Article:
Beyond Good & Evil


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Complete Review & Description

For some reason, Beyond Good & Evil did not achieve commercial success when it was originally released in 2003 – this despite a warm reception from the critics. Understandably, plans for a further two titles were on shaky ground. Fast forward seven years, and the action adventure has resurfaced as a sizable (1.68GB) download on Xbox Live Arcade (XBLA), having undergone a full HD cut ‘n’ polish. Will a fresh new look and better exposure see those plans for a trilogy come to fruition?

The game is set in the future, on Hillys – a distant mining planet where animals and humans coexist harmoniously. We can only assume they originated from Earth; the animals look familiar, and their anthromorphic treatment includes classic ethnic stereotypes, such as laid back Rastafarians and Asian shopkeepers. Somewhere along the evolutionary line they’ve also learned to walk upright (four legs good, two legs better), and wear clothing. Keeping the peace and supposedly protecting this melting pot is the Alpha Section; a military dictatorship which uses propaganda and force to keep the populace in line, and blissfully ignorant of their shady dealings. These are rumoured to include involvement in attacks and abductions by an aggressive alien force known as the DomZ… the very thing the Alpha Section is supposed to be preventing.

The game’s protagonist is a self-assured, athletic young woman by the name of Jade. Equally comfortable aiming a camera lens or a punishing blow with her bo-stick, Jade and her porcine uncle (yes, he’s a pig) are hired by an underground resistance network to do some investigative work, and expose the whole conspiracy. As you can probably tell, the plot contains a fair amount of intrigue, which goes a long way towards capturing your interest and keeping you engaged.

It doesn’t take long to get a handle on the controls, and the menus are easy to navigate… although you can’t save the game whenever the mood takes you. Instead you must use specific save points, which are not always located conveniently. The game is technically an action adventure, but there’s a smorgasbord of elements on offer: combat, exploration, platform, puzzles, stealth, plus games of chance and speed. There’s something here for nearly everyone. Generally speaking, games that attempt to please the masses run the risk of spreading themselves too thinly and failing miserably – often due to technical issues or lack of depth and focus. Beyond Good & Evil somehow manages to juggle all of the balls with a fair level of competence.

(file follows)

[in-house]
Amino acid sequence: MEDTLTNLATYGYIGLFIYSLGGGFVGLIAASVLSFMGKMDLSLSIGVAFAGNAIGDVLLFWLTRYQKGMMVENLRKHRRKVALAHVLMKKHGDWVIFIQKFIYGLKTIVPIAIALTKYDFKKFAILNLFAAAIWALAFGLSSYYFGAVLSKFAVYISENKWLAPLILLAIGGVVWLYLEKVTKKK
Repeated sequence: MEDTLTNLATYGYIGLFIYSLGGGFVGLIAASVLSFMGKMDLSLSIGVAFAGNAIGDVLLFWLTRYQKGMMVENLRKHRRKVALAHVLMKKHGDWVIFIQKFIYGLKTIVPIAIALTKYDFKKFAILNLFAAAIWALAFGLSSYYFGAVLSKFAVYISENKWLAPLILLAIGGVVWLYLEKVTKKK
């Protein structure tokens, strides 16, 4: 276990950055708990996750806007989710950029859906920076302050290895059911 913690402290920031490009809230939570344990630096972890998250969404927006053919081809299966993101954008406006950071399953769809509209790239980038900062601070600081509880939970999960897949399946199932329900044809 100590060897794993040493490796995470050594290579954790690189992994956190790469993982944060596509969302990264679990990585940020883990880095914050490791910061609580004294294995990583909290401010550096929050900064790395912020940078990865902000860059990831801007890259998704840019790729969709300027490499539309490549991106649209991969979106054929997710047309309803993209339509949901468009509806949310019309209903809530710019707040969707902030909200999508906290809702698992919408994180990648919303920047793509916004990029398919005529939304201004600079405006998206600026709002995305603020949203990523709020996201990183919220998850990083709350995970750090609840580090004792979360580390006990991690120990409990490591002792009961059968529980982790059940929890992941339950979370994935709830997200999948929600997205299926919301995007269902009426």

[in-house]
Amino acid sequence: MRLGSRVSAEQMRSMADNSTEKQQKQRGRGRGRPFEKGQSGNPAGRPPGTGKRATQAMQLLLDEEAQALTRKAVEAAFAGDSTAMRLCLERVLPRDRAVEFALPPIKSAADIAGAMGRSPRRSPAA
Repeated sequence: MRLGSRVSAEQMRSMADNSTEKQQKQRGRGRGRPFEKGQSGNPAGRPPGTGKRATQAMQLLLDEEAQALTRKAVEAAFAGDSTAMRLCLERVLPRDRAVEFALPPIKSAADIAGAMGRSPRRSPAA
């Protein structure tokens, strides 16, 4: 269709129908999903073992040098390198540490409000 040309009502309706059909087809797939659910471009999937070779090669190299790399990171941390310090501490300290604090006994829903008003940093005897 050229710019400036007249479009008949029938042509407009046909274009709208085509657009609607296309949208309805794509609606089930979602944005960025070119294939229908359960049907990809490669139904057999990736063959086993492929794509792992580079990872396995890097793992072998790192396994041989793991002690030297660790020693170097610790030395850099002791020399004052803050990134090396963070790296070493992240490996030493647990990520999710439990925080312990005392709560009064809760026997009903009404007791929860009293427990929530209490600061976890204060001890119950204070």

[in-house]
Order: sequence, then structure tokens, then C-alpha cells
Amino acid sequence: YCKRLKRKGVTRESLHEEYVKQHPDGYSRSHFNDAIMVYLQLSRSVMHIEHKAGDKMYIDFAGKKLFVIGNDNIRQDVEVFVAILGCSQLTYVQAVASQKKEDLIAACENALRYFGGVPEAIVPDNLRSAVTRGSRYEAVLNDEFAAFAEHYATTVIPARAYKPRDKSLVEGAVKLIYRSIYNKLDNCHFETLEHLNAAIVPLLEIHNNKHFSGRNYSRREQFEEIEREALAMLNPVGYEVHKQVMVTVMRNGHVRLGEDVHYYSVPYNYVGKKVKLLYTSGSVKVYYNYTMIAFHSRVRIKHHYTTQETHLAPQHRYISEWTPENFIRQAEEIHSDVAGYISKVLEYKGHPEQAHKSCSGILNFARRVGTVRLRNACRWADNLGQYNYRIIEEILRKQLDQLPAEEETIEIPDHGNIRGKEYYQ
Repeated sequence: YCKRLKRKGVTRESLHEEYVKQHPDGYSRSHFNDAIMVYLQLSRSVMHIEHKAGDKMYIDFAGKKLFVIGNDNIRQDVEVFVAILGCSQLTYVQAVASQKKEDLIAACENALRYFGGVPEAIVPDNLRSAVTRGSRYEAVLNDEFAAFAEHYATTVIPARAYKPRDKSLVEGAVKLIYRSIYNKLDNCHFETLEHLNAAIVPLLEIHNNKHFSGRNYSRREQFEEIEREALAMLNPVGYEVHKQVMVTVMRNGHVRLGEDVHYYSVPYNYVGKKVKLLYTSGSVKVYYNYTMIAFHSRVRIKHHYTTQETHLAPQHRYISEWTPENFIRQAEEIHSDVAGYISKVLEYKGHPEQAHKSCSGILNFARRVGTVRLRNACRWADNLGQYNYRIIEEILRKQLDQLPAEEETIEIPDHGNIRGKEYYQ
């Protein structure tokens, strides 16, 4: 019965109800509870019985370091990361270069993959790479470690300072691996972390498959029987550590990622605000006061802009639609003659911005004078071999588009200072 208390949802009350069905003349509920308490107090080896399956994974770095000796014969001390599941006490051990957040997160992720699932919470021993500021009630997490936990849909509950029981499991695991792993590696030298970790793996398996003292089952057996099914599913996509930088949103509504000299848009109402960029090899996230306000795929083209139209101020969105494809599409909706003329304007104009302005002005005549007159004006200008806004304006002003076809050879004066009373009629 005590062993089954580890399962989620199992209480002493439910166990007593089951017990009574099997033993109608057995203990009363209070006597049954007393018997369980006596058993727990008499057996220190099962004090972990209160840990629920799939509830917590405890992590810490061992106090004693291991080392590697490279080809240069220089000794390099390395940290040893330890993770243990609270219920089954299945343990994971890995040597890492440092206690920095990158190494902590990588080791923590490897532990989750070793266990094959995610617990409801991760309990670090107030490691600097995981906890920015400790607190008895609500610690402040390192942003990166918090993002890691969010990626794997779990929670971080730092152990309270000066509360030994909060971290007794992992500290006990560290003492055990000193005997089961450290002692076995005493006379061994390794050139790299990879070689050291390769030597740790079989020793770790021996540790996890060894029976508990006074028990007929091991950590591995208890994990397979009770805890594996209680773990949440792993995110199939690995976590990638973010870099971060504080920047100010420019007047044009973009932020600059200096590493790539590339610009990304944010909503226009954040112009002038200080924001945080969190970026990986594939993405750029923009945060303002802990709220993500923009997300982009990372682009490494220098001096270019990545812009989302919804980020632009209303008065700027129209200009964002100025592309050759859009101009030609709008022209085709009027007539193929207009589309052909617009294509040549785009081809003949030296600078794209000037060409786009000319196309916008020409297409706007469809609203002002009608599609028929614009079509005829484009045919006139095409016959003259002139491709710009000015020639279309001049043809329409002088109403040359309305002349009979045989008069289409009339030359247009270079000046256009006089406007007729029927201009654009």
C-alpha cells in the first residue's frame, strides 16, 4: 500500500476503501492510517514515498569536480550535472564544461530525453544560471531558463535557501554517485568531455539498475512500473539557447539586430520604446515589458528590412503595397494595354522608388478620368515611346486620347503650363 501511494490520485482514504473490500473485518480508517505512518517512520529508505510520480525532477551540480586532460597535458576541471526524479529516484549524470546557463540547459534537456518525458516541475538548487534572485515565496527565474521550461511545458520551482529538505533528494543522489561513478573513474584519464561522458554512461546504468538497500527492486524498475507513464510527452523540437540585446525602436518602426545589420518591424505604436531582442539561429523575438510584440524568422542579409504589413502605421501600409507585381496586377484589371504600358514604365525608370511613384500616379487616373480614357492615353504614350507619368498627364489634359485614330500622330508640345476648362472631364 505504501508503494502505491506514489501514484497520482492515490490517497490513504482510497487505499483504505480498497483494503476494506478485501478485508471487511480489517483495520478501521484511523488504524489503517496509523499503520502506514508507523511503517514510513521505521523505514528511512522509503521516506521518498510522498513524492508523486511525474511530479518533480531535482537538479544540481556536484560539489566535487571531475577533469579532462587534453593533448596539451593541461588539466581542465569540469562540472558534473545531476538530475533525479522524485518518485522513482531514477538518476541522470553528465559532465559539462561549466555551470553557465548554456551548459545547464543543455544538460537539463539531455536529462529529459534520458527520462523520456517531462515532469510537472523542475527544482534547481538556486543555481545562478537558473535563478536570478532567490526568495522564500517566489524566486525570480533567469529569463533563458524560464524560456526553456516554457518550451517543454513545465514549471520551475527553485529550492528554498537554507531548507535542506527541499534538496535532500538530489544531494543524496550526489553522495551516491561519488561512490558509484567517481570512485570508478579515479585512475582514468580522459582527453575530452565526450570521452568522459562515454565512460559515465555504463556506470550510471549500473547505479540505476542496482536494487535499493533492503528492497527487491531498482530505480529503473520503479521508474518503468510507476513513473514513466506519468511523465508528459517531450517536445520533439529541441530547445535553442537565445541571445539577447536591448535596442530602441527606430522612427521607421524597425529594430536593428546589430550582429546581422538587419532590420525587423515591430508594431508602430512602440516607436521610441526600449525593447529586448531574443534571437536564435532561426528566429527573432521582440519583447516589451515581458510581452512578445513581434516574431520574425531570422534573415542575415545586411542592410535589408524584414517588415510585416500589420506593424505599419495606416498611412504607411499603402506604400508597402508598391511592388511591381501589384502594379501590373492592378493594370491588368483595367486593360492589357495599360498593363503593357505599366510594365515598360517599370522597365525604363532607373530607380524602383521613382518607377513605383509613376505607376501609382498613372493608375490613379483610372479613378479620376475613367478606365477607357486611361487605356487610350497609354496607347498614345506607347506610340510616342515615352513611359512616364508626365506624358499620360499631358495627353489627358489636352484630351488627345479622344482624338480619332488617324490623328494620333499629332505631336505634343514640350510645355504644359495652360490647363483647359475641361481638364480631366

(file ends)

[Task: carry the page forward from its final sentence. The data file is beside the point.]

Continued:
The action component involves a good deal of running, jumping, ducking & dive rolling as well as fighting DomZ minions and other beasties wanting a piece of you; however the violence and cussing is low key, and there’s nothing to offend even the most conservative gamer. Jade operates alone in some areas of the game; in others she is assisted by a companion, such as her uncle or another resistance operative. These AI controlled tag-alongs help progress the story, but the main contribution of each is a unique special ability, used to assist in combat or bypass some obstacle.

In addition to her infiltration and evidence gathering missions, Jade has been commissioned to help photograph and catalogue native species encountered during her travels. This is just one method of earning credits and giant pearls, which can be used to purchase upgrades for herself, her companions and her vehicle. Initially, a beat-up hovercraft is the only mode of transport, but later on you’ll have access to a spacecraft. Gameplay is linear; however this doesn’t feel restrictive in any way. You still have freedom to explore the surroundings, interact with the inhabitants of Hillys and play minigames.

Visually, the HD version is streets ahead of its earlier incarnation, and the entire game has a cinematic feel. The boss fights in particular make good use of zooming, sweeping camera angles, and FX. A lot of attention has been lavished on the different environments, with effective use of light and shadow contributing to the overall atmosphere. Throw in some great character animation and you really feel as if Jade is creeping through a derelict slaughterhouse, with its dimly lit interiors and rusting machinery. Incidental music (of which there is plenty) is timely, subtle and evocative. An eclectic selection of instruments, styles and languages has been used in the compositions to inject an ethnic flavour. It’s not your typical soundtrack… and we like that. Dialogue is delivered clearly and in character, be it Southern US drawl or Jamaican patois. There’s no need for subtitles, but the option is available.

With its cartoon-like characters, low grade violence, puzzles and boss fights that are not too challenging, Beyond Good & Evil is geared towards the younger set, but that doesn’t mean gamers of a more mature vintage won’t enjoy it. The intriguing plot and engaging gameplay make Beyond Good & Evil well-worthy of the 800 Microsoft points it costs to download. Rumours of a sequel have been circulating since 2008, and there is apparently one in development now. We certainly hope there’s some truth to this; in our opinion the game is most deserving of a sequel… and even if it never eventuates, we won’t forget Beyond Good & Evil in a hurry.



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